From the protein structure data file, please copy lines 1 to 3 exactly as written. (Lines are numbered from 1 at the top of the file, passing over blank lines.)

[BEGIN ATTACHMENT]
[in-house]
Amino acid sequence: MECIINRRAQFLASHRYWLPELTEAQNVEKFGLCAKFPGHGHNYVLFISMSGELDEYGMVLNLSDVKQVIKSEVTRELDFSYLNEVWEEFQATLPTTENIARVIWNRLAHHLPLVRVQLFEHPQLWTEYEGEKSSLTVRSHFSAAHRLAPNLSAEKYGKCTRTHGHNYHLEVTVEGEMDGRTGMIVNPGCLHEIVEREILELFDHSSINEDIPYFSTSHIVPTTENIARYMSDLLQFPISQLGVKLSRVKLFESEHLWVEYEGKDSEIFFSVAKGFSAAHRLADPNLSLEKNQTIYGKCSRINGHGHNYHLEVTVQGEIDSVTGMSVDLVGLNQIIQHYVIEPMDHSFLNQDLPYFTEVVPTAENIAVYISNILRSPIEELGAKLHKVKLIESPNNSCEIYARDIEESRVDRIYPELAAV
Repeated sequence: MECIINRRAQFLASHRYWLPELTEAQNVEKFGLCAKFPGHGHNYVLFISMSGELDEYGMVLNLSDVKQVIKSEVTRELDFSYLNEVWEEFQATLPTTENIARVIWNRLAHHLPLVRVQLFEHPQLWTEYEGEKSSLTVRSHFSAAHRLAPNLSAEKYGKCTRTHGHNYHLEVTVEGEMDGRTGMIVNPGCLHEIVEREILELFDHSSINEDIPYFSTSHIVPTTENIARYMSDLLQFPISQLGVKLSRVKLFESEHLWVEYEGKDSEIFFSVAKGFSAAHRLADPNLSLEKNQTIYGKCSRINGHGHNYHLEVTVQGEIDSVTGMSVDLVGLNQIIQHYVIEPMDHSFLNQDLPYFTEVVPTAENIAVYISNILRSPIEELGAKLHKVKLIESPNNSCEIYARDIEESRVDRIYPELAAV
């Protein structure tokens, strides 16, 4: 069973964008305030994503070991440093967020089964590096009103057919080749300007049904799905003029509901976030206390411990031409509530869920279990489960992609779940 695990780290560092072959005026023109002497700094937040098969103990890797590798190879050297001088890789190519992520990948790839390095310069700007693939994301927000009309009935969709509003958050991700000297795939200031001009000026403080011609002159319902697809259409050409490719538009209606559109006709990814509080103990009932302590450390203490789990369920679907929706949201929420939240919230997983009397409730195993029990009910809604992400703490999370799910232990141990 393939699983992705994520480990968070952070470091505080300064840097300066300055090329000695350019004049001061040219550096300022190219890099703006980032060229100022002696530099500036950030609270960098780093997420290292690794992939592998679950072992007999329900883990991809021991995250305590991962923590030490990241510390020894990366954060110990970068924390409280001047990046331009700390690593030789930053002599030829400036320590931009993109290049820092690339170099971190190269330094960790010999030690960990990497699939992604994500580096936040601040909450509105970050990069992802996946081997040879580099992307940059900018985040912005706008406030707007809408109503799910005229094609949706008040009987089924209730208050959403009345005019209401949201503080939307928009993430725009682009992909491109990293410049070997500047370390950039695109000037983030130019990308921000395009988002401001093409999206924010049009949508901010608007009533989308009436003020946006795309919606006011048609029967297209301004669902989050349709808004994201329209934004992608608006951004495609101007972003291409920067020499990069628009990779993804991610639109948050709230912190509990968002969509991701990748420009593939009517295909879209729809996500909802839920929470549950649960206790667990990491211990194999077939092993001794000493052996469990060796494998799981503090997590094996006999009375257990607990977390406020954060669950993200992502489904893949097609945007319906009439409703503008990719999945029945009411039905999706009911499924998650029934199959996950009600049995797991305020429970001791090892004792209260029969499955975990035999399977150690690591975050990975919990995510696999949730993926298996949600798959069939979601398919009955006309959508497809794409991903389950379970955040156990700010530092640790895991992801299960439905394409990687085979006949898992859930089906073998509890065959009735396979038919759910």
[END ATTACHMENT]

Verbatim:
[in-house]
Amino acid sequence: MECIINRRAQFLASHRYWLPELTEAQNVEKFGLCAKFPGHGHNYVLFISMSGELDEYGMVLNLSDVKQVIKSEVTRELDFSYLNEVWEEFQATLPTTENIARVIWNRLAHHLPLVRVQLFEHPQLWTEYEGEKSSLTVRSHFSAAHRLAPNLSAEKYGKCTRTHGHNYHLEVTVEGEMDGRTGMIVNPGCLHEIVEREILELFDHSSINEDIPYFSTSHIVPTTENIARYMSDLLQFPISQLGVKLSRVKLFESEHLWVEYEGKDSEIFFSVAKGFSAAHRLADPNLSLEKNQTIYGKCSRINGHGHNYHLEVTVQGEIDSVTGMSVDLVGLNQIIQHYVIEPMDHSFLNQDLPYFTEVVPTAENIAVYISNILRSPIEELGAKLHKVKLIESPNNSCEIYARDIEESRVDRIYPELAAV
Repeated sequence: MECIINRRAQFLASHRYWLPELTEAQNVEKFGLCAKFPGHGHNYVLFISMSGELDEYGMVLNLSDVKQVIKSEVTRELDFSYLNEVWEEFQATLPTTENIARVIWNRLAHHLPLVRVQLFEHPQLWTEYEGEKSSLTVRSHFSAAHRLAPNLSAEKYGKCTRTHGHNYHLEVTVEGEMDGRTGMIVNPGCLHEIVEREILELFDHSSINEDIPYFSTSHIVPTTENIARYMSDLLQFPISQLGVKLSRVKLFESEHLWVEYEGKDSEIFFSVAKGFSAAHRLADPNLSLEKNQTIYGKCSRINGHGHNYHLEVTVQGEIDSVTGMSVDLVGLNQIIQHYVIEPMDHSFLNQDLPYFTEVVPTAENIAVYISNILRSPIEELGAKLHKVKLIESPNNSCEIYARDIEESRVDRIYPELAAV